RAY v. COLVIN
ENTRY ON JUDICIAL REVIEW - For the reasons set forth above, the decision of the Commissioner is AFFIRMED. ***SEE ENTRY*** Signed by Judge William T. Lawrence on 9/12/2017.(JDC)
UNITED STATES DISTRICT COURT
SOUTHERN DISTRICT OF INDIANA
NANCY A. BERRYHILL, Acting
Commissioner of Social Security,1
) Cause No. 1:16-cv-1853-WTL-MPB
ENTRY ON JUDICIAL REVIEW
Plaintiff Chad Ray requests judicial review of the final decision of Defendant Nancy A.
Berryhill, Acting Commissioner of the Social Security Administration (“Commissioner”),
denying Ray’s application for Disability Insurance Benefits (“DIB”) and Supplemental Security
Insurance Benefits (“SSI”) under Titles II and XVI of the Social Security Act (“the Act”). The
Court, having reviewed the record and the briefs of the parties, now rules as follows.
Ray protectively filed for DIB and SSI on July 9, 2013, alleging he became disabled on
March 10, 2012. Ray’s application was denied initially on October 3, 2013, and again upon
reconsideration on December 11, 2013. Following the denial upon reconsideration, Ray
requested and received a hearing in front of an Administrative Law Judge (“ALJ”). That
hearing, during which Ray was represented by counsel, was held on December 10, 2014, before
ALJ Karen Sayon by video conference. The ALJ issued her decision on January 22, 2015,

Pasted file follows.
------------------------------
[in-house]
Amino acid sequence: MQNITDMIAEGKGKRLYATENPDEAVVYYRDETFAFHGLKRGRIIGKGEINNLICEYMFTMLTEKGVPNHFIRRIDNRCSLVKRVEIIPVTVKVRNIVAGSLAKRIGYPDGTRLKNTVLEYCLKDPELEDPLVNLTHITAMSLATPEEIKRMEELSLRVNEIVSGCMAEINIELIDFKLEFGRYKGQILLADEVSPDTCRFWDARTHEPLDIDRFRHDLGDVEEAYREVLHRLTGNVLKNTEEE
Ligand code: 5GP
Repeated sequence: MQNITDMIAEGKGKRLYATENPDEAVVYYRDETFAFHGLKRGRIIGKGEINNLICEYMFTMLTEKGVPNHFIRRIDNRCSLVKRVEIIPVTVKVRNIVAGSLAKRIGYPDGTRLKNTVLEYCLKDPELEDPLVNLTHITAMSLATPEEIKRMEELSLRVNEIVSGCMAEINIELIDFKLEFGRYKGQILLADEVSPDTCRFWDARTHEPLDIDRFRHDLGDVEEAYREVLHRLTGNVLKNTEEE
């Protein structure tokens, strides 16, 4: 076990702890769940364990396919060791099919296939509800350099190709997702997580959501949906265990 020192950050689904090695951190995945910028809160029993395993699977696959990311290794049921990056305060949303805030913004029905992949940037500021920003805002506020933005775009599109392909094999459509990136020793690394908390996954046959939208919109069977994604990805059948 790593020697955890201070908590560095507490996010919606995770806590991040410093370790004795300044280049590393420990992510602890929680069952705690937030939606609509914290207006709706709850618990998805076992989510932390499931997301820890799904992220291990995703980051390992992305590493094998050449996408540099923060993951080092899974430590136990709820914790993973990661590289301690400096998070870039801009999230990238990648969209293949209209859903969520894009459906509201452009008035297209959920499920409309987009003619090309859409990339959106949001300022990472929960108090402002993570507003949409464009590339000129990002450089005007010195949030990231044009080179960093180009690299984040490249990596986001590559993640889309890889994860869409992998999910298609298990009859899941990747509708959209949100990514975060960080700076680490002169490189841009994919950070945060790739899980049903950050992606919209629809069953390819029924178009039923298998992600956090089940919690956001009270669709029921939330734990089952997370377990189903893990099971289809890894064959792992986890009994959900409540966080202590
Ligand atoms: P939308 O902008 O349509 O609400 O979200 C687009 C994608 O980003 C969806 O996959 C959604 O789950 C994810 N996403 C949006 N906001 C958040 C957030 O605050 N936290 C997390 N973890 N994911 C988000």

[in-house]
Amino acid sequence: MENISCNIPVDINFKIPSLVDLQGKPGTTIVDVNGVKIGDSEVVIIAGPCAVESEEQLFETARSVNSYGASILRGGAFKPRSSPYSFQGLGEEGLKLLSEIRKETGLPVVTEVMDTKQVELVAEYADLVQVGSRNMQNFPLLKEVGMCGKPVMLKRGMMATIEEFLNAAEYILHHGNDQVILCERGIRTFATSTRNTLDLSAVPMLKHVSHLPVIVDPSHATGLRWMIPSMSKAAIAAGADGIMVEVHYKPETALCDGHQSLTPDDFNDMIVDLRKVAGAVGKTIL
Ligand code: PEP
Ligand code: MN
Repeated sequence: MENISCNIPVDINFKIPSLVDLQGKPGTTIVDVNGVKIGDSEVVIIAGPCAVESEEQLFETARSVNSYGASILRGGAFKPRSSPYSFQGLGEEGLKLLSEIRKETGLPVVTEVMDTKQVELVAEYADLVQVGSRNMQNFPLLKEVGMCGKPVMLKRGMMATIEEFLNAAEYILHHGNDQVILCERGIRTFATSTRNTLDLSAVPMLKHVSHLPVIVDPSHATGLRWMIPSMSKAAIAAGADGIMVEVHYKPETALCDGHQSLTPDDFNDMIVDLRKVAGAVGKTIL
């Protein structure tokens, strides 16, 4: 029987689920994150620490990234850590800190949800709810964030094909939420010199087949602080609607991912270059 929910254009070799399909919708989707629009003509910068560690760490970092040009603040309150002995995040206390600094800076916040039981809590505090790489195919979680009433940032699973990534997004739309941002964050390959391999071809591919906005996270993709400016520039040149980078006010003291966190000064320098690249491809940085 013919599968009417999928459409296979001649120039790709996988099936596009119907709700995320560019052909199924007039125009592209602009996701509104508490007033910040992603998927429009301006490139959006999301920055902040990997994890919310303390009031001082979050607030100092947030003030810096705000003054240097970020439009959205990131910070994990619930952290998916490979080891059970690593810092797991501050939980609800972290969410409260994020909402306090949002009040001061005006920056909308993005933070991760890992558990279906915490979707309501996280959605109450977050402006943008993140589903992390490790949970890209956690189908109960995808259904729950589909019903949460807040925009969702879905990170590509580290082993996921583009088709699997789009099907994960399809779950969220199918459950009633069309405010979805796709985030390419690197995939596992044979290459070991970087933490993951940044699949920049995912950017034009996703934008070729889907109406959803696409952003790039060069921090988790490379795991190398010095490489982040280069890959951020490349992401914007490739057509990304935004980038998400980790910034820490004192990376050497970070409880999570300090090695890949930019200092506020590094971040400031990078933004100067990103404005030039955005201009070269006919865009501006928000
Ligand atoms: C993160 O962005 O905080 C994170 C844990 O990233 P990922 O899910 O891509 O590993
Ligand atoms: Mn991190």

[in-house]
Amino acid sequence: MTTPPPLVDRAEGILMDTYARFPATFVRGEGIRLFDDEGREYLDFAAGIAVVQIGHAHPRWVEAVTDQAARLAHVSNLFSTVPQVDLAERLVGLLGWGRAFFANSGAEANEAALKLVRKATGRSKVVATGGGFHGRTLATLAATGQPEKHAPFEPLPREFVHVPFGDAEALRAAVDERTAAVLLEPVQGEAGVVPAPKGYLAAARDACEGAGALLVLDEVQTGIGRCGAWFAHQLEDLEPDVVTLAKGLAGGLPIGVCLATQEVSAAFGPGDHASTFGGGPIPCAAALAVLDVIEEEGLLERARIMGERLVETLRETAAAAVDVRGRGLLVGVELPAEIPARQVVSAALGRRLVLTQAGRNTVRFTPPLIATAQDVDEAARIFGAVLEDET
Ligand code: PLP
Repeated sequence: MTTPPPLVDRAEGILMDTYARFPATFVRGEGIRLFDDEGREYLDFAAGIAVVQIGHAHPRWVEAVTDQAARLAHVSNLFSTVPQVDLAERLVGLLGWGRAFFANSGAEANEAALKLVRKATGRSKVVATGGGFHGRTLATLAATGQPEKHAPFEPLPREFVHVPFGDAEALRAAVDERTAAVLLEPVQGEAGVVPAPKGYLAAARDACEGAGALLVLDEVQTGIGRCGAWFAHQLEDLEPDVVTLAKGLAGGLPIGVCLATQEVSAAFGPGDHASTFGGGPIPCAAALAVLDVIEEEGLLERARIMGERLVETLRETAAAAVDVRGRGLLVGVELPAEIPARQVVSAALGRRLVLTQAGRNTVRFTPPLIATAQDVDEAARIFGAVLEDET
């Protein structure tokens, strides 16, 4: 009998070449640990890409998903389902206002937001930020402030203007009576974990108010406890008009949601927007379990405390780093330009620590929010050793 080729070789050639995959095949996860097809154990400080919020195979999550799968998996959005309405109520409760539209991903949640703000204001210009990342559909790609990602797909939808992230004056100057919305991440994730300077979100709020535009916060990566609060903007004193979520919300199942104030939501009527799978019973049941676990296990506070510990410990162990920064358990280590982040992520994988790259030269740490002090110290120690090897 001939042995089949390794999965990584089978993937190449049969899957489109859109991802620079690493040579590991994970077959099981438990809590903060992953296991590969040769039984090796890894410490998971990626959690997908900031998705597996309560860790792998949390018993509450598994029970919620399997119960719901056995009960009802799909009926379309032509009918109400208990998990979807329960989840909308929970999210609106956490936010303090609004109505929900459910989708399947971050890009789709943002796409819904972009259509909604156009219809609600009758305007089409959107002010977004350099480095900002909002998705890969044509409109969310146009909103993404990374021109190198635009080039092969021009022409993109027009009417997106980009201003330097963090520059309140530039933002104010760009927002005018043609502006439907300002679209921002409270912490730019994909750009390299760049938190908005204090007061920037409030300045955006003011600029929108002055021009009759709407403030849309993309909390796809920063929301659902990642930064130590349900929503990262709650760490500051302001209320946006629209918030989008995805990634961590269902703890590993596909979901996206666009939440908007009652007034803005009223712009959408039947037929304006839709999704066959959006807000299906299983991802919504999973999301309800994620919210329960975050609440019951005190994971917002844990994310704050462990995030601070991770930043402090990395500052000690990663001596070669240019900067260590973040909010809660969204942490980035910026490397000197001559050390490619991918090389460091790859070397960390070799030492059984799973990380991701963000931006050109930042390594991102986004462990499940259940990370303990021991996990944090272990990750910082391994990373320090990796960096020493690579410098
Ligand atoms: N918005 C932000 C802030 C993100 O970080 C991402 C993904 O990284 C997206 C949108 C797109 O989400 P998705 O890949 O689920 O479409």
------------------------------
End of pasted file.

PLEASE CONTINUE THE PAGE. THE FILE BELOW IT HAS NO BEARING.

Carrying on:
Pursuant to Federal Rule of Civil Procedure 25(d), Nancy A. Berryhill automatically
became the Defendant in this case when she succeeded Carolyn Colvin as the Acting
Commissioner of Social Security on January 23, 2017.
denying Ray’s claim. Ray requested review by the Appeals Council, and the Appeals Council
denied the request for review on May 20, 2016. Ray then filed this timely appeal.
Disability is defined as “the inability to engage in any substantial gainful activity by
reason of any medically determinable physical or mental impairment which can be expected to
result in death, or which has lasted or can be expected to last for a continuous period of not less
than 12 months.” 42 U.S.C. § 423(d)(1)(A). In order to be found disabled, a claimant must
demonstrate that her physical or mental limitations prevent her from doing not only her previous
work, but any other kind of gainful employment which exists in the national economy,
considering her age, education, and work experience. 42 U.S.C. § 423(d)(2)(A).
In determining whether a claimant is disabled, the Commissioner employs a five-step
sequential analysis. At step one, if the claimant is engaged in substantial gainful activity, she is
not disabled, despite her medical condition and other factors. 20 C.F.R. § 416.920(a)(4)(i).2 At